You recently shot The World Towers by Lodha in downtown Mumbai. Can you share some insight into the project and how you went about photographing it?
“The World Towers by Lodha are a trio of residential skyscrapers located in Lower Parel, downtown Mumbai. Designed by Pei Cobb Freed & Partners, the project includes India’s tallest residential towers — World One and World View at 280 meters/919 feet, 76 floors. World Crest is the shortest of the trio at 223 meters/730 feet, 60 floors. As the last tower to be constructed (World View) topped out this year, I was assigned the task of capturing this project from various vantage points.
My work included covering the entire project as a complex of 3 towers in different framings as well as individual coverage of two of the three towers — World One and World Crest. I had to cover the entire complex without the use of a drone. Knowing this part of the city for a long time, I did my homework and figured out the perfect vantage points to photograph this trio of towers from without even needing a scout visit.
One of the main briefs and biggest challenges was that the shots which were expected to cover the entire project needed all three towers to be established with zero overlap. The three towers are placed at the three edges of an imaginary triangle with varying orientation and alignment with respect to each other.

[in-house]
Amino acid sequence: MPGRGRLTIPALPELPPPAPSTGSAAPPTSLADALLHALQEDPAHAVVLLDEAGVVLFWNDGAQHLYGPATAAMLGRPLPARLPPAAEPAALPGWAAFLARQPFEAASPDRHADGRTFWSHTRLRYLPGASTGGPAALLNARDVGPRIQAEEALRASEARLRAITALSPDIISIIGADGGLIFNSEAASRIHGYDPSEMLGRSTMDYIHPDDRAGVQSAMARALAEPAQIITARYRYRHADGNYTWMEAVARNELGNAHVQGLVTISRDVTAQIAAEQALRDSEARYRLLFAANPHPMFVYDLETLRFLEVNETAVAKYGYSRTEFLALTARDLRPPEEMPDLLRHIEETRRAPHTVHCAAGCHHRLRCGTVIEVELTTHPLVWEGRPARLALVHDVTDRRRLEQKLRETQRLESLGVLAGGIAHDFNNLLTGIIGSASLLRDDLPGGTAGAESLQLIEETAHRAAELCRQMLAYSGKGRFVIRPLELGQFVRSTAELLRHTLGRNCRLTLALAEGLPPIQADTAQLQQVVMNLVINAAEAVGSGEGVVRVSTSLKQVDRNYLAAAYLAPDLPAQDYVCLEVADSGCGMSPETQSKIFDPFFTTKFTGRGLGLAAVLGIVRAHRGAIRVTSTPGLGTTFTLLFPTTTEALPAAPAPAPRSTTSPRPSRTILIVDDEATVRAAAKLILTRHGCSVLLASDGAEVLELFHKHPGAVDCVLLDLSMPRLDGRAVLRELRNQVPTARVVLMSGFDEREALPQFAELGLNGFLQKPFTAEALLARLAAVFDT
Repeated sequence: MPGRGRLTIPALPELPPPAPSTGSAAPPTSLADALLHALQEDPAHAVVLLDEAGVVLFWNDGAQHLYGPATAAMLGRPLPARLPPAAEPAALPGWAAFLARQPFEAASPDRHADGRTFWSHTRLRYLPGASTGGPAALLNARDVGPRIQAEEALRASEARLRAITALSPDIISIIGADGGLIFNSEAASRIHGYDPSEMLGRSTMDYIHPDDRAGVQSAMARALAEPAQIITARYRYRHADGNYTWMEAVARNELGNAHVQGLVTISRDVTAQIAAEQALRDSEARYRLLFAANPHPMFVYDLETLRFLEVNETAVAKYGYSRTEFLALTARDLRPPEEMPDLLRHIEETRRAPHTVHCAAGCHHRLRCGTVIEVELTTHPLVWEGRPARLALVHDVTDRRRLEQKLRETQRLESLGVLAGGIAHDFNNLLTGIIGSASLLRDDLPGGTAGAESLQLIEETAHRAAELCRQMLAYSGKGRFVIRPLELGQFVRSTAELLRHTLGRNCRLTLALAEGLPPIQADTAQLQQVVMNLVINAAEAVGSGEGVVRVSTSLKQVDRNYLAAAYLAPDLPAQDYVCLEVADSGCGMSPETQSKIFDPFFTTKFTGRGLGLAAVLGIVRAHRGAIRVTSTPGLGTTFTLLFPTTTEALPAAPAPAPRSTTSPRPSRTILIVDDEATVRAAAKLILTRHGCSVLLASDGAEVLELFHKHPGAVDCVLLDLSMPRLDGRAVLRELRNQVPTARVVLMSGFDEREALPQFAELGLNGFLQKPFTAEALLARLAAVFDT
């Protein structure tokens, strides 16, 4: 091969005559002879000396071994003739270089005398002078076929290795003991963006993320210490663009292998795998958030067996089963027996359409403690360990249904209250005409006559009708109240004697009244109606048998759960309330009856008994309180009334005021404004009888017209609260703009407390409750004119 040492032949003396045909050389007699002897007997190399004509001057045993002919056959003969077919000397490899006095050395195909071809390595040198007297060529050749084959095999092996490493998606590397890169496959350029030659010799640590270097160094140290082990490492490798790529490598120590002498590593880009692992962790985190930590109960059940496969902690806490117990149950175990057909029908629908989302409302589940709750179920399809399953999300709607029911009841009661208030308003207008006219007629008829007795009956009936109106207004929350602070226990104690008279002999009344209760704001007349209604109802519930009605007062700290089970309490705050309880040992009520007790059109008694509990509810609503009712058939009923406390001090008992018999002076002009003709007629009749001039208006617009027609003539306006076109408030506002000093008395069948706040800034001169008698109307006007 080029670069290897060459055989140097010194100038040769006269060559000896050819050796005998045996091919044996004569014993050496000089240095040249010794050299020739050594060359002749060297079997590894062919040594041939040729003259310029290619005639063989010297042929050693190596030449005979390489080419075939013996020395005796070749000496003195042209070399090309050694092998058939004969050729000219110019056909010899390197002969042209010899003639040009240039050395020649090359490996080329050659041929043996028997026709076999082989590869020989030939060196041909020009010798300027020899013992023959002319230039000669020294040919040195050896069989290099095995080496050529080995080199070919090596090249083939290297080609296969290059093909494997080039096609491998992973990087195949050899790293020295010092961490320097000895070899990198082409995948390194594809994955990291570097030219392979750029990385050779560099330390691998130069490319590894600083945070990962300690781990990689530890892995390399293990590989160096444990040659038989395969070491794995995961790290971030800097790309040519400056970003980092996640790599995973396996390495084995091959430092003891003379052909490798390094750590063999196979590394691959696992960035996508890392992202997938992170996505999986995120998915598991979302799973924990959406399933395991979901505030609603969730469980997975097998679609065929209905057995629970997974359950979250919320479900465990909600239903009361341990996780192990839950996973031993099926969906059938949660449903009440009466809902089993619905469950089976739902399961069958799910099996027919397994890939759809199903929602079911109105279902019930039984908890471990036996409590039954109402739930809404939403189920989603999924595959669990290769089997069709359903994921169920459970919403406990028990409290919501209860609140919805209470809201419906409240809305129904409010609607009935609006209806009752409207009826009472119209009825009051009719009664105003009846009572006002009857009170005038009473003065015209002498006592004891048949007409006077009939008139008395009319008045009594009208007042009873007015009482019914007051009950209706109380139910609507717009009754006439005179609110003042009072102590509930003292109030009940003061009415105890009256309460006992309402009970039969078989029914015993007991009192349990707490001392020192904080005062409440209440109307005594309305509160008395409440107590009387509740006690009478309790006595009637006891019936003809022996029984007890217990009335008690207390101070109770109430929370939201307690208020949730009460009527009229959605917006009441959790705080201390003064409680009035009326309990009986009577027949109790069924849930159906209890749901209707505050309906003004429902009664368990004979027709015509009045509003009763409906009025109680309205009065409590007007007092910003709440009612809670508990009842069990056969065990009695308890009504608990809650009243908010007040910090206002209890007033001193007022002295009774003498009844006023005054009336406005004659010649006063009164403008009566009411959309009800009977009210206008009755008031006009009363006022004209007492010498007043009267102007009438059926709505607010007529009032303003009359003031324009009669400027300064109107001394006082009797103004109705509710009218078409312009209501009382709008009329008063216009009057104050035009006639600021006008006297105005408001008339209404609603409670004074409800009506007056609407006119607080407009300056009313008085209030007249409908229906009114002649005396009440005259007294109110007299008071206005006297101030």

Therefore, the images which would capture all three towers with sufficient gaps between each other could only be made along a north/south axis. No photos taken from either the east or west would meet the requirement for view corridors between the towers. I shortlisted six buildings along the north/south axis that would offer suitable views — two to the north, and four to the south.
The next challenge was to secure access to these vantage points — most of which were the roofs of commercial complexes or luxury residential skyscrapers/high-rises. Buildings in Mumbai are very particular about security and are tough to get into for an outsider, even if you apply formally for permission. Plus these were some of the most secluded and exclusive places in Mumbai, hard to reach for the commoner. Accompanied by an official document from Lodha Group stating that I’m authorized and appointed by the group to take photos of the towers, I began approaching all these locations to request and secure access for photographing the towers. At least 20 buildings were shortlisted (including the six buildings which offered a full view of all three towers).